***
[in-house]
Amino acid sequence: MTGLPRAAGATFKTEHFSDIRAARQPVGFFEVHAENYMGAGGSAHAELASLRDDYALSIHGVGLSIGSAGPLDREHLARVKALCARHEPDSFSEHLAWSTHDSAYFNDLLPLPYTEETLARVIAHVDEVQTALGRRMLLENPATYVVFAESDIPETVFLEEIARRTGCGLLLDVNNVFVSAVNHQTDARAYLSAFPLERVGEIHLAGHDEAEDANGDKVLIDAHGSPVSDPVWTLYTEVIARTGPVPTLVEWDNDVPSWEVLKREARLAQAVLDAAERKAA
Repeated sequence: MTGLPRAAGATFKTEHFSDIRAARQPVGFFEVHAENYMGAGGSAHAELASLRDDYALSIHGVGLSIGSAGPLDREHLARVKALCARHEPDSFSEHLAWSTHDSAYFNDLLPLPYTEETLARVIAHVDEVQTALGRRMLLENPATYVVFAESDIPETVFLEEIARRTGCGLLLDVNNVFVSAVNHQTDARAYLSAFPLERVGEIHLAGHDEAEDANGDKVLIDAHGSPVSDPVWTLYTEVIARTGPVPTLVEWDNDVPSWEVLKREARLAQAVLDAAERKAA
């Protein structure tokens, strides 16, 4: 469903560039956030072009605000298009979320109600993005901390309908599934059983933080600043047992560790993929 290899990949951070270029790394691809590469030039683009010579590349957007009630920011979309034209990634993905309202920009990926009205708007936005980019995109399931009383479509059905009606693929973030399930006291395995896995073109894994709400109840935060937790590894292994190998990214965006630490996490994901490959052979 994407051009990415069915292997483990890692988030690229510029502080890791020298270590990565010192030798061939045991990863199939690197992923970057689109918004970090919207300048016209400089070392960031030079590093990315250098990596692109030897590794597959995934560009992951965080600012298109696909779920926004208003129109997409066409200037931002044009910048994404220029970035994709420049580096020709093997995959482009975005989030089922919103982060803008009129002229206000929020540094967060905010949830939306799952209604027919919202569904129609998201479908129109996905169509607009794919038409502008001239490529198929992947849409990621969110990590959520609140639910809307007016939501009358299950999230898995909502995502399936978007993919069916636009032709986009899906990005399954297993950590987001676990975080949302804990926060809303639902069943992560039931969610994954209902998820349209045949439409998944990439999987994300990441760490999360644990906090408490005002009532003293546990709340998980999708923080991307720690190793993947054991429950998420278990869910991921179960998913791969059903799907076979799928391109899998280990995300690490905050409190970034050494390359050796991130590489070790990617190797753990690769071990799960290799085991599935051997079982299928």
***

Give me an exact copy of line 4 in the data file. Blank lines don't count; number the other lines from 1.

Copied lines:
């Protein structure tokens, strides 16, 4: 469903560039956030072009605000298009979320109600993005901390309908599934059983933080600043047992560790993929 290899990949951070270029790394691809590469030039683009010579590349957007009630920011979309034209990634993905309202920009990926009205708007936005980019995109399931009383479509059905009606693929973030399930006291395995896995073109894994709400109840935060937790590894292994190998990214965006630490996490994901490959052979 994407051009990415069915292997483990890692988030690229510029502080890791020298270590990565010192030798061939045991990863199939690197992923970057689109918004970090919207300048016209400089070392960031030079590093990315250098990596692109030897590794597959995934560009992951965080600012298109696909779920926004208003129109997409066409200037931002044009910048994404220029970035994709420049580096020709093997995959482009975005989030089922919103982060803008009129002229206000929020540094967060905010949830939306799952209604027919919202569904129609998201479908129109996905169509607009794919038409502008001239490529198929992947849409990621969110990590959520609140639910809307007016939501009358299950999230898995909502995502399936978007993919069916636009032709986009899906990005399954297993950590987001676990975080949302804990926060809303639902069943992560039931969610994954209902998820349209045949439409998944990439999987994300990441760490999360644990906090408490005002009532003293546990709340998980999708923080991307720690190793993947054991429950998420278990869910991921179960998913791969059903799907076979799928391109899998280990995300690490905050409190970034050494390359050796991130590489070790990617190797753990690769071990799960290799085991599935051997079982299928």